It’s In the Bag

27 11 2007

Plastic Bags

By Jill Ettinger

November 20th marked the beginning of the end of plastic bags for San Francisco. It’s no surprise that this progressive city is leading the way in reducing their carbon footprint. Mayor Newsom attracted worldwide attention when he implemented a ban on plastic water bottles in all city government buildings earlier this year (citing the more than one billion bottles that end up in California landfills annually). Many cities followed suit, looking for ways to minimize plastic use. Almost overnight, the faucet is back in fashion. The city is now at it again as their Board of Supervisors recently enforced a ban on plastic bags. When an agreement with the California Grocers Association failed to yield the reduction they promised, the city’s ban went into effect.

The plastic bag first found its way to grocery stores only thirty years ago. It has since taken over our culture: we use 60,000 plastic bags in America every five seconds. Plastic bags are made using millions of gallons of oil. “Freedom” Plastic Bags Inc. describes their method:

“The process starts with a resin that feeds into an extruding machine. As the resin is fed through a heated screw, it is forced to mix and melt to a liquid state. The screw forces the melted resin through a die forcing it into a tube. Blowing air through the center of the die ring expands the tube, sometimes called a bubble (much like blowing up a balloon). The amount of air and speed in which the tube travels up a tower determines the size and thickness of the plastic. The bubble travels up a tower to cool the melted plastic. Once cooled, the bubble is flattened and travels down the tower through a set of rollers. When the plastic reaches the bottom, it is wound on a large roll.”

Seems like a lot of work just for carrying stuff in, especially considering that they tear, rip and often break wide open. Why does this unreliable trade-off seem more reasonable than carrying around a sturdy alternative, like a canvas bag? If plastic bags were cars, most wouldn’t be allowed on the roads. In addition to the wasteful and caustic production process, plastic bags take nearly forever to break down. No one has outlived a plastic bag. It takes approximately one thousand years for a plastic bag to reduce itself into microscopic particles, which continue to contaminate water and soil. They have been found on the shores of Antarctica. (Unless there’s a secret penguin Wal-Mart that we have yet to discover, they are washing up from somewhere else.) Yet we hoard them like they were gold. Perhaps future cultures will dig this stuff up and place it in museums, wear it around their necks and wonder how it came to be that humans figured out how to make precious plastic.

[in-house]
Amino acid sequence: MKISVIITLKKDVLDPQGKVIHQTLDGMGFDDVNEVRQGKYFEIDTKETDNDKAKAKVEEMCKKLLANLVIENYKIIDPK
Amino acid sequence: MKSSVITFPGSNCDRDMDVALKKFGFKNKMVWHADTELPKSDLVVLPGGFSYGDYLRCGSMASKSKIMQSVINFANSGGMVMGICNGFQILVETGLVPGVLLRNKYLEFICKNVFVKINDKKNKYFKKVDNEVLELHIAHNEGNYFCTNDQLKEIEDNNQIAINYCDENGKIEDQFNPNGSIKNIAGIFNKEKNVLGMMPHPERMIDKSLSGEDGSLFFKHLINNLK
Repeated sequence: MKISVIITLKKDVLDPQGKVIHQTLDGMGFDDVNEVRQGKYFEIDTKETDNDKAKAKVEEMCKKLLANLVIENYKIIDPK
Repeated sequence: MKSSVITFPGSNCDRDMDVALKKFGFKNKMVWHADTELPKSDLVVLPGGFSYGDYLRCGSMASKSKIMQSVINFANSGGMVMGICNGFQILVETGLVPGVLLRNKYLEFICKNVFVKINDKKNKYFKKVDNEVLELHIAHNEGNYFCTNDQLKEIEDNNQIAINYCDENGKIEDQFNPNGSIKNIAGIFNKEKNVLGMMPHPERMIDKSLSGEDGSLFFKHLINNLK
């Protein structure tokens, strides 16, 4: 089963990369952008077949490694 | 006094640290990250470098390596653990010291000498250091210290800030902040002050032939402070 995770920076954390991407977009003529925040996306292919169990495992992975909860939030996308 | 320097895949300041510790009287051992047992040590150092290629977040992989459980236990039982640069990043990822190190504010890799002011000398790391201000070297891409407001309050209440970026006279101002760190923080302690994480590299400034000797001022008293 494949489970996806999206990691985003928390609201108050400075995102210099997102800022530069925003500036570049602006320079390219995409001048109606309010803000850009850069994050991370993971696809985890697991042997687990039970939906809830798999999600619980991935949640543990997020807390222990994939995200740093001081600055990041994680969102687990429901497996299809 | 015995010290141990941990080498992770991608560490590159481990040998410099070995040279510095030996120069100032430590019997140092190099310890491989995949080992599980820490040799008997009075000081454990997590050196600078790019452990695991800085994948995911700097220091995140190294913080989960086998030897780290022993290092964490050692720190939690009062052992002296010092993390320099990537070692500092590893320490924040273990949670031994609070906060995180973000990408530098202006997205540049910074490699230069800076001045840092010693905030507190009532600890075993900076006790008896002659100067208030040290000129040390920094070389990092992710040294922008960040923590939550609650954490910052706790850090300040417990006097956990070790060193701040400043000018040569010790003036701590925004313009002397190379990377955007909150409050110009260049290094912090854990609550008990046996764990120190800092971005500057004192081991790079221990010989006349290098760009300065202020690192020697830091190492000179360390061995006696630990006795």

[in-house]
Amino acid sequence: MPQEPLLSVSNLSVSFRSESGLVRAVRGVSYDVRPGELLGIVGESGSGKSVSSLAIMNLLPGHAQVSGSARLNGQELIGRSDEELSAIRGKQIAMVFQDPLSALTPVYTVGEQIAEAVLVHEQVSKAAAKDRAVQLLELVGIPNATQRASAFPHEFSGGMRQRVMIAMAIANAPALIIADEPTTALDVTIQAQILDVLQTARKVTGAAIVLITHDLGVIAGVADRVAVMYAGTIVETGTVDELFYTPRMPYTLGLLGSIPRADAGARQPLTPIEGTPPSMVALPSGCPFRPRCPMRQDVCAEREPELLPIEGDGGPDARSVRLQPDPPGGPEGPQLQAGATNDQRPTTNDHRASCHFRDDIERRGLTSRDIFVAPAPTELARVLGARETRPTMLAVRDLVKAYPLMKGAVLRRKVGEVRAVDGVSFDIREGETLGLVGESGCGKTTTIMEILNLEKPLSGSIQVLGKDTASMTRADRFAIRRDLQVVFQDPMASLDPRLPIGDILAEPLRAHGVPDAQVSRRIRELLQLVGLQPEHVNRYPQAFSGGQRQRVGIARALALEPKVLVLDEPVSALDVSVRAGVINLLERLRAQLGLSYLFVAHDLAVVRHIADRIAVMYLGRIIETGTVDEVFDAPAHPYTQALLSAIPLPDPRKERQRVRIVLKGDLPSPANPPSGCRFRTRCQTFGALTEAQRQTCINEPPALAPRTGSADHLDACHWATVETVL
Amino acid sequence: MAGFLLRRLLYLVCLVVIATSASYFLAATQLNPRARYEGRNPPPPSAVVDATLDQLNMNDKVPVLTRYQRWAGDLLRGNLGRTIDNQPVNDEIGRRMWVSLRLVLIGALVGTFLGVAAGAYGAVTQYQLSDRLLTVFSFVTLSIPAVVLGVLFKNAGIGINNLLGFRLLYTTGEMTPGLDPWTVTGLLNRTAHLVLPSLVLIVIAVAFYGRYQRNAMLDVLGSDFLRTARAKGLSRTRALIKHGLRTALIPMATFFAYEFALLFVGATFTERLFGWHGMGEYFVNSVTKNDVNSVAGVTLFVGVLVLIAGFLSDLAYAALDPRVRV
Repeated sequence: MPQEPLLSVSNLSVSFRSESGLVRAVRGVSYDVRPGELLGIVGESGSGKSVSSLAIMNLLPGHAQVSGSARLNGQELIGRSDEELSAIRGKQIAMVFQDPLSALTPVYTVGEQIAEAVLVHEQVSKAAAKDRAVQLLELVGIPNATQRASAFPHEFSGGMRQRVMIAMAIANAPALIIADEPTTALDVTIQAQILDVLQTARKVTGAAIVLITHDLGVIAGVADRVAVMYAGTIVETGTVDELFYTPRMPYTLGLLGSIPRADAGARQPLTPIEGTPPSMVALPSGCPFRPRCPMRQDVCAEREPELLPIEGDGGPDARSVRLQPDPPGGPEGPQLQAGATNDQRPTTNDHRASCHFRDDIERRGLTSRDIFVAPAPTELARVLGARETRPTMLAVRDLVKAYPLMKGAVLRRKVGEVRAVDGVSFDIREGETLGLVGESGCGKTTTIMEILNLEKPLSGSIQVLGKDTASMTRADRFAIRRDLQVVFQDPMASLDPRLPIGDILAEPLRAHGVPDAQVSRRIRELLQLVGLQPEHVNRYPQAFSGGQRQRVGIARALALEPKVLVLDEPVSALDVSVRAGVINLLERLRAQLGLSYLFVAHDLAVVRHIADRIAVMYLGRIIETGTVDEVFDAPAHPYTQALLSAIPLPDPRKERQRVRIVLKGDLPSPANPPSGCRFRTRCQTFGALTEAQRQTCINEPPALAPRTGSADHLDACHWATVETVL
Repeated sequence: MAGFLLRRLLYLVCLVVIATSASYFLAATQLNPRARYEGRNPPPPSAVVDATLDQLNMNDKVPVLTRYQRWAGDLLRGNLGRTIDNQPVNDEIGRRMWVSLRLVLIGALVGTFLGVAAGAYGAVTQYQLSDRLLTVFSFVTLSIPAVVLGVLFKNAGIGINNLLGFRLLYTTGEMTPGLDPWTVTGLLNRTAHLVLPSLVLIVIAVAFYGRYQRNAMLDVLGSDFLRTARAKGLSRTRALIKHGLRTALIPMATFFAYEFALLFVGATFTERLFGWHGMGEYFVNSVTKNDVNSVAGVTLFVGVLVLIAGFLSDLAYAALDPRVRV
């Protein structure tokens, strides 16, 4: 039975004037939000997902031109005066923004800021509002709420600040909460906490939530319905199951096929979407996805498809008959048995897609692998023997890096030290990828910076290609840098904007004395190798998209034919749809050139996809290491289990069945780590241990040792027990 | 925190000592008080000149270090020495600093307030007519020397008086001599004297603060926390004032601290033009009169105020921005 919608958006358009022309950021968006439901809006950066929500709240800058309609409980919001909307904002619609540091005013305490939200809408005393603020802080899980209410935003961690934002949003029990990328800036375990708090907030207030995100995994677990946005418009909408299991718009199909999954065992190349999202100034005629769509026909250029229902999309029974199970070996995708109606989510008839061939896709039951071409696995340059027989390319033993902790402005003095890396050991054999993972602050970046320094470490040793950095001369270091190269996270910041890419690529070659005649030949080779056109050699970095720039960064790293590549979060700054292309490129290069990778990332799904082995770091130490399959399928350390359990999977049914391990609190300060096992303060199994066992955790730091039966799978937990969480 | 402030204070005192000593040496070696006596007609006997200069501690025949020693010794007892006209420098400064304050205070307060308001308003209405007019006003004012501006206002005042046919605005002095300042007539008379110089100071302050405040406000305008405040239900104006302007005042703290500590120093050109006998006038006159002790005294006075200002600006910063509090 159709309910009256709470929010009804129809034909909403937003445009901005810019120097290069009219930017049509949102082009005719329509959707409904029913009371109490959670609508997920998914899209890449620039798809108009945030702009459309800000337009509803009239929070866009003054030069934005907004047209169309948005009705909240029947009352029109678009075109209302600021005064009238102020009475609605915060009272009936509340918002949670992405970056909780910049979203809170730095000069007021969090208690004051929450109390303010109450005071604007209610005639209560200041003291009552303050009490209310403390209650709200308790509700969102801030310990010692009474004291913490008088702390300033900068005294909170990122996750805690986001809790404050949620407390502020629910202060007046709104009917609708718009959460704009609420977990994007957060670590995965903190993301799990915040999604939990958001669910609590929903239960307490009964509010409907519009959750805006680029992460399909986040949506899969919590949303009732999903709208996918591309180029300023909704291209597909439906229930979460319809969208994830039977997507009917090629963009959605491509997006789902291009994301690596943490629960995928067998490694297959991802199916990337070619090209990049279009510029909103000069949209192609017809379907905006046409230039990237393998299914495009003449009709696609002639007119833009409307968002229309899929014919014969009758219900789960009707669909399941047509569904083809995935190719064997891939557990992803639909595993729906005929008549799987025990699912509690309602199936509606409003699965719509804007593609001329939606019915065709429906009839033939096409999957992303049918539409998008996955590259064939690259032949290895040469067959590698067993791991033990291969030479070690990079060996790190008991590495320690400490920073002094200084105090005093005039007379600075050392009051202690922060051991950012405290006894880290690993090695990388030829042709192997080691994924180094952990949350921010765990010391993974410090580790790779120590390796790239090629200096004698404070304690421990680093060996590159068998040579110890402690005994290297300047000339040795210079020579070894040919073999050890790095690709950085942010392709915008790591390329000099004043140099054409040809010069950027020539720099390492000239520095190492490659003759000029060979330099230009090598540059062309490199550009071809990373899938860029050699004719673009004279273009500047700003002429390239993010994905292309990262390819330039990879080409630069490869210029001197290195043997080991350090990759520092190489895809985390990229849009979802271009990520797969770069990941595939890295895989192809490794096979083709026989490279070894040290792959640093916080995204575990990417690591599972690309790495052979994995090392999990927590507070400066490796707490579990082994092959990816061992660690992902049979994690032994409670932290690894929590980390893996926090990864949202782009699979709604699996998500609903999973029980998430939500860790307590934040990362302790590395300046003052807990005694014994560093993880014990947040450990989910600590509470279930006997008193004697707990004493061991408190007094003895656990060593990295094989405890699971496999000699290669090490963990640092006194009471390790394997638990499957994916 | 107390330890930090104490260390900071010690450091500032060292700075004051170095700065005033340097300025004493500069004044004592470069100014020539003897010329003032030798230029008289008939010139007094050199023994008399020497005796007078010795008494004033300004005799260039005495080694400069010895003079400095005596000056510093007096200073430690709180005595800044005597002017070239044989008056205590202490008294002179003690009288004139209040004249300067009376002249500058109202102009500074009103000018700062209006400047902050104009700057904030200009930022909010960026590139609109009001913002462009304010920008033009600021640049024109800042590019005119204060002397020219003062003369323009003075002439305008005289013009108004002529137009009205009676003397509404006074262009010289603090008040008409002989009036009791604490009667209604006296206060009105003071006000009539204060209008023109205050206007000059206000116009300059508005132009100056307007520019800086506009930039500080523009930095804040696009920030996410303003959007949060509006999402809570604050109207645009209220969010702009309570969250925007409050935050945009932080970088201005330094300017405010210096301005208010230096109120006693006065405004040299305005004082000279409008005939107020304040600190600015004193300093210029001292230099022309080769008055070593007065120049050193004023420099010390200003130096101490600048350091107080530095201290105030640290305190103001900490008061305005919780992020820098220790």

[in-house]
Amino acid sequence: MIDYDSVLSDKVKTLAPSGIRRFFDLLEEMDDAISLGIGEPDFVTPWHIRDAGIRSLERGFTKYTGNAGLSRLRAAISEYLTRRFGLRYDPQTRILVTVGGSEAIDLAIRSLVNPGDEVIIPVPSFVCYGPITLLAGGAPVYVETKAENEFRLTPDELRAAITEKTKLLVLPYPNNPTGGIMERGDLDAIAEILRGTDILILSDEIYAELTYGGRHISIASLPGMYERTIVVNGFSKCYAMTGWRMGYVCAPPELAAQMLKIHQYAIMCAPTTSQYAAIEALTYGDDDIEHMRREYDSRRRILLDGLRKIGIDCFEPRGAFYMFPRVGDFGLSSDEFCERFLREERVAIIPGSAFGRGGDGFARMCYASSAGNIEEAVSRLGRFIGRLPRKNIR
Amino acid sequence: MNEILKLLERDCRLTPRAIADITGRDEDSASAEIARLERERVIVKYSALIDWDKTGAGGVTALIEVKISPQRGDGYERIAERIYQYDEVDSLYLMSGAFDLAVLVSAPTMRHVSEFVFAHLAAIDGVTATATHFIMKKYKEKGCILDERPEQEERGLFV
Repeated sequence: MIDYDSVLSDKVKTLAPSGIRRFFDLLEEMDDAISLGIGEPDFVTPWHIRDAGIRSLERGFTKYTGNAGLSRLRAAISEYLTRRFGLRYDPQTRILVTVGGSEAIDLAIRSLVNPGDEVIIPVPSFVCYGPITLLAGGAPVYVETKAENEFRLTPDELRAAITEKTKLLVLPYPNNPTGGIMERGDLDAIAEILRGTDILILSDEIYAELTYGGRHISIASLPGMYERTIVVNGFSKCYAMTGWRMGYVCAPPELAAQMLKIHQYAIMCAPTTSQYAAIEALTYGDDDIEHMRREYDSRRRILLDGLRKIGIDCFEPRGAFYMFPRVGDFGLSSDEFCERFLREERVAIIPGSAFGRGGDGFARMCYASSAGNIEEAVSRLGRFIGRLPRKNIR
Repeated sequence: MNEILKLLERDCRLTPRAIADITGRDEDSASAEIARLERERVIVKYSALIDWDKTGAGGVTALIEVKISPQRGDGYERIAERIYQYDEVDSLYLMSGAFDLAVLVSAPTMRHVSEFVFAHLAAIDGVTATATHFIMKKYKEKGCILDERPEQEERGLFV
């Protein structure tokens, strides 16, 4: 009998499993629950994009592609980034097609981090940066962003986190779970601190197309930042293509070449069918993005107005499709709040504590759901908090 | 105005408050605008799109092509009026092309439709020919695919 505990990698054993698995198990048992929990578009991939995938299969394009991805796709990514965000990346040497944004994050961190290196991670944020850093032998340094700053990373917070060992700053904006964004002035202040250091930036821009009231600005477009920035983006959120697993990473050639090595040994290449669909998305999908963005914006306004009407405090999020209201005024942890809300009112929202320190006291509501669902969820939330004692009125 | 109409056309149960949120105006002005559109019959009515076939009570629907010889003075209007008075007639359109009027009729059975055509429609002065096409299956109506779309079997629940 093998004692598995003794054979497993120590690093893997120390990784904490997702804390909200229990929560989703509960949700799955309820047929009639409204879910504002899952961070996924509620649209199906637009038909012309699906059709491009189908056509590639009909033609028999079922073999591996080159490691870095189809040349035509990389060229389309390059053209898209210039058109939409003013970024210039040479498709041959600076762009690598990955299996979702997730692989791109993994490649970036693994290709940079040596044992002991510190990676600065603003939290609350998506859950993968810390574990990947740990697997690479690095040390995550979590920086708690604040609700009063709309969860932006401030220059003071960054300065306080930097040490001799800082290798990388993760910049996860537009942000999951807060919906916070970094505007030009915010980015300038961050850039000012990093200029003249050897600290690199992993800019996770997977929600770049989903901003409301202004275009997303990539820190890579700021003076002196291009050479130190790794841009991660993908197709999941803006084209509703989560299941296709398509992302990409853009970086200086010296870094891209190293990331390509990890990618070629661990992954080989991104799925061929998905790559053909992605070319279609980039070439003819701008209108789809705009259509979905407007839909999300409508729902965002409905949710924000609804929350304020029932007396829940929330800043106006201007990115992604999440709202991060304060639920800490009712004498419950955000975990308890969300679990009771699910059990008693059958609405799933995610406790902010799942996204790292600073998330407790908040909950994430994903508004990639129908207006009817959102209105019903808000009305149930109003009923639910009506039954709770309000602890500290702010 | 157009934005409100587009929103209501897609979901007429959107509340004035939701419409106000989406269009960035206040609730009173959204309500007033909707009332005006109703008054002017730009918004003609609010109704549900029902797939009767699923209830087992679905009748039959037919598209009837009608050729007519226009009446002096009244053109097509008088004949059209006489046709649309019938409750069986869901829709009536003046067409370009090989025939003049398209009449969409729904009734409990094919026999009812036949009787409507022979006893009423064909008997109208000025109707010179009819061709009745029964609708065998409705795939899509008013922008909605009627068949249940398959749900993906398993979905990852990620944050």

Mayor Newsom will certainly be remembered for his contribution to a plastic-free society, and even more remarkably, so might New Jersey. Historically, New Jersey is a leader. The most densely populated state has been first in a lot of things. Atlantic City built the first (and still longest) boardwalk in the world: four miles. Blueberry cultivation started here, as did the holiday must-have condiment, cranberry sauce. The country’s largest grove of summers’ favorite blossom – the cherry tree – is in Newark. The FM Radio, movie camera, lithium battery, postcards, saltwater taffy, zippers and drive-in movies, all originate from the “Come See For Yourself” state. Music was significantly influenced as Frank Sinatra grew up in Hoboken and both Jon Bon Jovi and Bruce Springsteen hail from the Jersey Shore. (And, InnerContinental calls Jersey City home too). According to Bloomberg.com New Jersey is poised to seize another credit by possibly becoming the first U.S. state to ban plastic bags. Maybe the mafia has a sustainability initiative as well? Whatever. We’ll take it.

If you live anywhere near the Jersey Turnpike, or have ever just even had the displeasure of driving through it, it’s no secret that there’s heinous stuff going on that can’t possibly be related to blueberries. New Jersey houses the second largest petroleum containment system IN THE WORLD (second to the Middle East). Jersey refineries are responsible for pumping out more than half a million barrels every day. Un-bagging New Jersey is an important, albeit subtle message to the petroleum industry inoculating our air and water. If we remove the petrol-based bags, we’re reducing the barrier to the real problem itself, putting us just one step closer to replacing oil once and for all.

[The picture at the top depicts the amount of bags used in this country every five seconds, taken by Chris Jordan in his “Running The Numbers” series.]

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